I was first introduced to the world of relational databases some 15 years ago, while developing geographic information systems (GIS) at Monolit. At that time GIS were just making a transition from storing attribute information in flat files to storing them in relational databases, while relational databases just started their expansion from the world of accounting and financial applications to other application domains. Oracle was especially aggressive in the field of GIS, so we've ended up using it. The world of relational databases has since commoditized, but Oracle somehow managed to keep his price very high. Therefore later in my career the free and open-sourced PostgreSQL has increasingly become a viable option in my projects. Except for missing a few very useful features (e.g. partitions), PostgreSQL didn't feel much different than Oracle, so my concept of a relational database didn't change a lot. My perception of relational databases was eventually shattered when I joined Zemanta and I started using MySQL. Deceived by having SQL in its name, I thought MySQL is yet another open-source implementation of trimmed-down Oracle, just like PostgreSQL is. Quite to my surprise I've found out that except for the common SQL interface MySQL has very little in common with Oracle and other traditional databases. MySQL is really only about performance, while reliability and consistency, the essence of traditional relational databases, aren't such a big concern. Consequently, it took me quite a while to acknowledge MySQL for what it is and adjust my perception of relational databases accordingly.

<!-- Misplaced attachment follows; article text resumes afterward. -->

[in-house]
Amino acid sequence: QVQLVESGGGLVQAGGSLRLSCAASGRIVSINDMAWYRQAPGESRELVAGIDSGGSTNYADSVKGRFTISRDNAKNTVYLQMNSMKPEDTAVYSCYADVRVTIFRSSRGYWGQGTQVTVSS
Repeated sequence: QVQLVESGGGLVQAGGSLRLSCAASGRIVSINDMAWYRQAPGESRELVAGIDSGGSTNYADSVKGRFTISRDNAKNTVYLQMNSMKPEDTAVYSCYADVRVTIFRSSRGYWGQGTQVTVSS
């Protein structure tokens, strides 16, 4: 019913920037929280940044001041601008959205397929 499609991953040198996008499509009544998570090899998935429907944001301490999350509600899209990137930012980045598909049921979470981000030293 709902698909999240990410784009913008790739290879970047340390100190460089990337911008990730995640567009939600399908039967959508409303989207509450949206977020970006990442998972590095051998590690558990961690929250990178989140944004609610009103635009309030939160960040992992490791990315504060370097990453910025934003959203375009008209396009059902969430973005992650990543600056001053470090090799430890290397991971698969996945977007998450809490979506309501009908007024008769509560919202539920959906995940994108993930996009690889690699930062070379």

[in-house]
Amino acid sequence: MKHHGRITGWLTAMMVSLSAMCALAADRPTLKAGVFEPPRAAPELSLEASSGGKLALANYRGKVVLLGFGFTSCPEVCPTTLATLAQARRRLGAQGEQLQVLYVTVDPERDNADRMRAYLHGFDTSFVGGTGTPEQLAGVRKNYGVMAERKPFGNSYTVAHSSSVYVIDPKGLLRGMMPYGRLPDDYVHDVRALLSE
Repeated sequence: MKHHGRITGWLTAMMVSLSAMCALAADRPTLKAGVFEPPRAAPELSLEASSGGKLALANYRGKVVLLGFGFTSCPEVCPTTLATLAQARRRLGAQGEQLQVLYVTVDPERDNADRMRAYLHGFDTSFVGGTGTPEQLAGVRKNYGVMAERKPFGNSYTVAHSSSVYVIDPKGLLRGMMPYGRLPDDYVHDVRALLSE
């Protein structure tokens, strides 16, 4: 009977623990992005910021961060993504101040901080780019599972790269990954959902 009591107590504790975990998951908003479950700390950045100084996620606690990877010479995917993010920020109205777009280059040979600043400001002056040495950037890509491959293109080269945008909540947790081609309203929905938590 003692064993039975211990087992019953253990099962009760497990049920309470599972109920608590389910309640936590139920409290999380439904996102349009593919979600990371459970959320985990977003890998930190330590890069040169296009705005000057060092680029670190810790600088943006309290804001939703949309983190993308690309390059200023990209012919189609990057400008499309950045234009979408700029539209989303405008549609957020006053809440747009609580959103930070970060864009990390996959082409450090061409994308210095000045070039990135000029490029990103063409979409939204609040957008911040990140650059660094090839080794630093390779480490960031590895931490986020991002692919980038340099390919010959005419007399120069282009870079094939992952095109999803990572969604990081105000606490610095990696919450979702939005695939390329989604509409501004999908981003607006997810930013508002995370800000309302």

- Scaling PostgreSQL at Braintree: Four Years of Evolution (braintreepayments.com)
- PostgreSQL vs MySQL: an apples to oranges comparison (ledgersmbdev.blogspot.co.uk)
- Genealogy of Relational Databases (i-programmer.info)